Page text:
Introduction

 

Ben Holden:

Here I am in Russell Square, Bloomsbury, among the University College London and SOAS students walking by. I'm about to enter one of the stately old town houses here, for quietly behind the elegant, but unassuming, facade is a very special library.

I say library, but this place is also a shrine, a memorial, a beacon. It's a really sobering and serious institution, yet also a truly inspirational and humbling place to visit. I'm thrilled that Rachel Seiffert, the greatly acclaimed novelist who’s been up for Booker and women's prizes for her fiction multiple times, as well as being one of Granta’s best young British novelists and the recipient of the prestigious E.M Forster award from the American Academy of Arts and Letters is speaking with us today, alongside the library’s head archivist, Howard Falksohn, and they're ready to talk with us inside, so in we go.

 

Interview:

 

Ben Holden:

Rachel, Howard, thank you both so much for joining us today here in the Wiener Holocaust Library. Rachel, this is a very special place. What does it mean to you, personally? I know you have a strong attachment and history here.

 

Rachel Seiffert:

Well, actually, I first came to the Wiener in its old location on Devonshire Road which was a townhouse; there it was a dark, cosy, a bit dilapidated, I say that very fondly, place full of books and full of fascinating people who could guide you through the labyrinth that is the Holocaust. I researched my first novel there while I was very young, I was in my twenties and a bit lost and a bit in need of guidance, and so the Wiener, despite the fact that its collection deals with great darkness, was a very comforting place to go, and full of knowledgeable people.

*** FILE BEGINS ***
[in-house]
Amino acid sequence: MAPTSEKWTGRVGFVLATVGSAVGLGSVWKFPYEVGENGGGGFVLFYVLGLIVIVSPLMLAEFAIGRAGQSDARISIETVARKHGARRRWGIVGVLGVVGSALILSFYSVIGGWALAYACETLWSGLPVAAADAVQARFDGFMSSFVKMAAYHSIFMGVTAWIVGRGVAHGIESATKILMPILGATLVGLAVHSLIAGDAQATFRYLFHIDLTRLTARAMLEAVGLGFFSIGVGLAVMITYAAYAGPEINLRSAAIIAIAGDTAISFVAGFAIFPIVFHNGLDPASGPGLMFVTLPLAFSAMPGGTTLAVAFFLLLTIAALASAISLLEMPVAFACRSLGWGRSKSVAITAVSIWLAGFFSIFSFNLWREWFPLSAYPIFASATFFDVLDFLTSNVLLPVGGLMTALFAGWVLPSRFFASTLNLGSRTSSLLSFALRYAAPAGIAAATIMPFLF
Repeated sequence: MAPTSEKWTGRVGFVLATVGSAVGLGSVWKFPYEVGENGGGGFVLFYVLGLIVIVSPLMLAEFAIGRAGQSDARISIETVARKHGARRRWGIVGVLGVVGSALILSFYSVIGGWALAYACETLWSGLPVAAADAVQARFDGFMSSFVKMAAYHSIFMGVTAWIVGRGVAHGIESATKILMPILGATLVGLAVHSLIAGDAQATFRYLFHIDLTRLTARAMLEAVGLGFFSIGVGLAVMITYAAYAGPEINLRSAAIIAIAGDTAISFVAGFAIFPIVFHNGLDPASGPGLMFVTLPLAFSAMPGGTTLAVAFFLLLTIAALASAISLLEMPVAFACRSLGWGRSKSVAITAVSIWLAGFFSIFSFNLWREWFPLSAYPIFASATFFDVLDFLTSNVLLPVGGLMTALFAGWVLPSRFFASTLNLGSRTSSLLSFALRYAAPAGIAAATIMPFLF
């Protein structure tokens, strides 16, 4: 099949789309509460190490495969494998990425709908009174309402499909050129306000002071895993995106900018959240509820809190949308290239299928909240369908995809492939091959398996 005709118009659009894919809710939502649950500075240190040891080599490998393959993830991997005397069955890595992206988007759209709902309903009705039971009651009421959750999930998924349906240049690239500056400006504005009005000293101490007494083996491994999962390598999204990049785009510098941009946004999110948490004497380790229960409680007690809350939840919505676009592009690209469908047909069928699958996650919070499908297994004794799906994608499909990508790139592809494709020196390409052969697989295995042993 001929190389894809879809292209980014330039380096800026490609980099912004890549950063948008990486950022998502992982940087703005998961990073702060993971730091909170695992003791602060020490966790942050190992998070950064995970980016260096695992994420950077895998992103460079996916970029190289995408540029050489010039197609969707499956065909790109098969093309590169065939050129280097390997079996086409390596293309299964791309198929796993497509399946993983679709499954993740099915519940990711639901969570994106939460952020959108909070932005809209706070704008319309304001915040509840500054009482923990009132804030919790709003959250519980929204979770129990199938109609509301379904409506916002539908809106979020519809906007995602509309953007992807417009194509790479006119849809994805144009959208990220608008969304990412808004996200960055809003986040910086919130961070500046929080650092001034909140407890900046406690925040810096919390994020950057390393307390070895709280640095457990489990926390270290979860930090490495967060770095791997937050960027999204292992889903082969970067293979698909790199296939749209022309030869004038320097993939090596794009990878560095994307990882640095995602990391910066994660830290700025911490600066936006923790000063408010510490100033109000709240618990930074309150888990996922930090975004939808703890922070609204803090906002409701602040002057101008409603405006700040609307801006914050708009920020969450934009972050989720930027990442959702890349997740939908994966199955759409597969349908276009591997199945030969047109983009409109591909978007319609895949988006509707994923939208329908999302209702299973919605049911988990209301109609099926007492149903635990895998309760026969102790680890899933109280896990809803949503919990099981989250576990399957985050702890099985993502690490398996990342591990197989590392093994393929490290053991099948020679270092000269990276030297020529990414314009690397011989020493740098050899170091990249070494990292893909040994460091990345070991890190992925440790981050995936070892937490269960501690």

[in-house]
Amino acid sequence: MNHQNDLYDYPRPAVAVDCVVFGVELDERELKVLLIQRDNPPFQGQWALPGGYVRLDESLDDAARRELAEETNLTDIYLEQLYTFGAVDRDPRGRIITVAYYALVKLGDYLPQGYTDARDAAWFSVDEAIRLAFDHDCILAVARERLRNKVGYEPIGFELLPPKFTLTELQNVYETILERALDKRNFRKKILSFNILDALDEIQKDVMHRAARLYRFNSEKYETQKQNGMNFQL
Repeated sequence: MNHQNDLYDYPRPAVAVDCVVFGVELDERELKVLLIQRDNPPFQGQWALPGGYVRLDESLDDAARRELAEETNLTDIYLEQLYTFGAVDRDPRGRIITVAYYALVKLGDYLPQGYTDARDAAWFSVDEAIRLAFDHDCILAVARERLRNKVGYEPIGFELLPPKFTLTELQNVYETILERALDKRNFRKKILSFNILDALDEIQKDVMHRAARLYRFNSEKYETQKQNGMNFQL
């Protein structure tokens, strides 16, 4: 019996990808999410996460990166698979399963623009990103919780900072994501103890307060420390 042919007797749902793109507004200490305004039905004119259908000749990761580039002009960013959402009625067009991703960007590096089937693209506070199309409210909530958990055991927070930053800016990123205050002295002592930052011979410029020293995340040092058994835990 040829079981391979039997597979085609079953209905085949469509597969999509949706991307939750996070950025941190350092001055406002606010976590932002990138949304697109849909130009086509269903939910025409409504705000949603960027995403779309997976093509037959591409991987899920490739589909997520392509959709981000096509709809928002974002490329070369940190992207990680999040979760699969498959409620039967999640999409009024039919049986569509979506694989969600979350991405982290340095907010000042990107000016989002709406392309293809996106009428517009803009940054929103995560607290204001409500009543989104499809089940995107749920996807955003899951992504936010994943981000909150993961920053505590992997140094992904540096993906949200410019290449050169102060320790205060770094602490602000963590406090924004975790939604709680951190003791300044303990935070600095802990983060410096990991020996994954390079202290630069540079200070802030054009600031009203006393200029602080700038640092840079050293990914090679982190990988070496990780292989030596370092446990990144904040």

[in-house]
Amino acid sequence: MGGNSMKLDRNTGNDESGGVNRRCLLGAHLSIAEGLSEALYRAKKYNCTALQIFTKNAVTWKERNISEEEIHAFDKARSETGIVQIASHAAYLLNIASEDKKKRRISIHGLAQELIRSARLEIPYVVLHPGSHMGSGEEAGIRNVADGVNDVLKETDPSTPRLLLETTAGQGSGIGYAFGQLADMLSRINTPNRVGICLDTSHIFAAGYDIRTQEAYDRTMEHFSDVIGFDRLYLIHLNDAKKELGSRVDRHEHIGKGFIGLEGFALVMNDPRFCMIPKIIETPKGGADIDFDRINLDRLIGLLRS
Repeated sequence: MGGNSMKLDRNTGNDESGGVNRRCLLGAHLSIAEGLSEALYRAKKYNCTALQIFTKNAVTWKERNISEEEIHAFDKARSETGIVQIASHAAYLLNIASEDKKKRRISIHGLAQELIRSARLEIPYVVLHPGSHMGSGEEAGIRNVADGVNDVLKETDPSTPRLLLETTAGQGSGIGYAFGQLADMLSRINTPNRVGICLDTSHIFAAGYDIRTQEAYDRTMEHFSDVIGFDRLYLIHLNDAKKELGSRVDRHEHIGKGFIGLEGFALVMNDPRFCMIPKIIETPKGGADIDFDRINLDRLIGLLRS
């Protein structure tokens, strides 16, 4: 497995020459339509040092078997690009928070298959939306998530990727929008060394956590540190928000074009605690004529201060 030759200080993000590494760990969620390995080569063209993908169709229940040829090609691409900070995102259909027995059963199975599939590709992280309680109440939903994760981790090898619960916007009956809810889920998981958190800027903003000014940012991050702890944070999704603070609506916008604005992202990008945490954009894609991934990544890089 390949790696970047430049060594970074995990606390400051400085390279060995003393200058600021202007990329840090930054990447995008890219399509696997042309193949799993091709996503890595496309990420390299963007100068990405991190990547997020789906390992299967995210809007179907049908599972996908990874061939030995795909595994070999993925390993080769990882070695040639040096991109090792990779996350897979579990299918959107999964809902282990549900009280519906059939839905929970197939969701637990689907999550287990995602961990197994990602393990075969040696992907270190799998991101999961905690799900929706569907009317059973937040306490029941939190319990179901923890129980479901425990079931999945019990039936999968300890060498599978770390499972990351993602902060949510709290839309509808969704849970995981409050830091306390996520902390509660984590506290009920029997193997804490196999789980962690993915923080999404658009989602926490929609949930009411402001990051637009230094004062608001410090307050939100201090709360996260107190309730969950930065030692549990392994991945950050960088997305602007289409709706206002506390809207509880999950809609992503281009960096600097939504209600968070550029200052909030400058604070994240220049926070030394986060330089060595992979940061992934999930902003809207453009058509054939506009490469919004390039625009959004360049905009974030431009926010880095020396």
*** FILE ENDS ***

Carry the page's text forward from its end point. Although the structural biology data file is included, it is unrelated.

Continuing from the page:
Here, now it's moved to Russell Square, to another townhouse, so it's still sort of a tall stack of knowledge with books in the basement right up to the offices on the top; it's a brighter, lighter, more designed place, very comfortable to sit in, full of knowledgeable people still, so it's the old place reincarnated, I would say.

 

Ben Holden:

And, Howard, what about you? When did you first start working the Wiener?

 

Howard Falksohn:

I started using the Wiener library as a student back in the 90s. I was doing research for a dissertation here, first came across it then; later, when I graduated in history, I decided to do a postgraduate degree in archive administration, and then, having worked at a few local authority archives, a vacancy came up here in the late 90s, early 2000s, and that's when I first started working here as a professionally trained archivist.

 

Ben Holden:

And can you talk us through your role and what that entails, but perhaps also, for listeners who may not be familiar with the library or its work, a little bit of the history of

the place and how it came to be, and Wiener himself?

 

Howard Falksohn: